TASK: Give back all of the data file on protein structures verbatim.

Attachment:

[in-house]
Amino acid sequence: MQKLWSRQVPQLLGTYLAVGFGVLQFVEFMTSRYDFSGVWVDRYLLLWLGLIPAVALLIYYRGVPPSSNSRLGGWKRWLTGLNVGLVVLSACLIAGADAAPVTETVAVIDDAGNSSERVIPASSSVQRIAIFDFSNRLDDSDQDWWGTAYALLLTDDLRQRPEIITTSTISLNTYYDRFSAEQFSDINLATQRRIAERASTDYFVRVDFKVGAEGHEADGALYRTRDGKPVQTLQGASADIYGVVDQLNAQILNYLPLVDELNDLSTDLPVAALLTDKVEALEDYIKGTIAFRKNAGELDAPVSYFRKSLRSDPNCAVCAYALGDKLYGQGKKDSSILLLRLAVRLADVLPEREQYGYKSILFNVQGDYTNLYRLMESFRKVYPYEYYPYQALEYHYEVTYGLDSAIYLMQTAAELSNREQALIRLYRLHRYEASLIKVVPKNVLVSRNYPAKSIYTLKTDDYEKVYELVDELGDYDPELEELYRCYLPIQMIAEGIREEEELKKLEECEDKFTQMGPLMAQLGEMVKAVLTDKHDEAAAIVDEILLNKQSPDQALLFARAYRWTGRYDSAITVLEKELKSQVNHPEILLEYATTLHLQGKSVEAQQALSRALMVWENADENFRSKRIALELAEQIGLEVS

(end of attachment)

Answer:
[in-house]
Amino acid sequence: MQKLWSRQVPQLLGTYLAVGFGVLQFVEFMTSRYDFSGVWVDRYLLLWLGLIPAVALLIYYRGVPPSSNSRLGGWKRWLTGLNVGLVVLSACLIAGADAAPVTETVAVIDDAGNSSERVIPASSSVQRIAIFDFSNRLDDSDQDWWGTAYALLLTDDLRQRPEIITTSTISLNTYYDRFSAEQFSDINLATQRRIAERASTDYFVRVDFKVGAEGHEADGALYRTRDGKPVQTLQGASADIYGVVDQLNAQILNYLPLVDELNDLSTDLPVAALLTDKVEALEDYIKGTIAFRKNAGELDAPVSYFRKSLRSDPNCAVCAYALGDKLYGQGKKDSSILLLRLAVRLADVLPEREQYGYKSILFNVQGDYTNLYRLMESFRKVYPYEYYPYQALEYHYEVTYGLDSAIYLMQTAAELSNREQALIRLYRLHRYEASLIKVVPKNVLVSRNYPAKSIYTLKTDDYEKVYELVDELGDYDPELEELYRCYLPIQMIAEGIREEEELKKLEECEDKFTQMGPLMAQLGEMVKAVLTDKHDEAAAIVDEILLNKQSPDQALLFARAYRWTGRYDSAITVLEKELKSQVNHPEILLEYATTLHLQGKSVEAQQALSRALMVWENADENFRSKRIALELAEQIGLEVS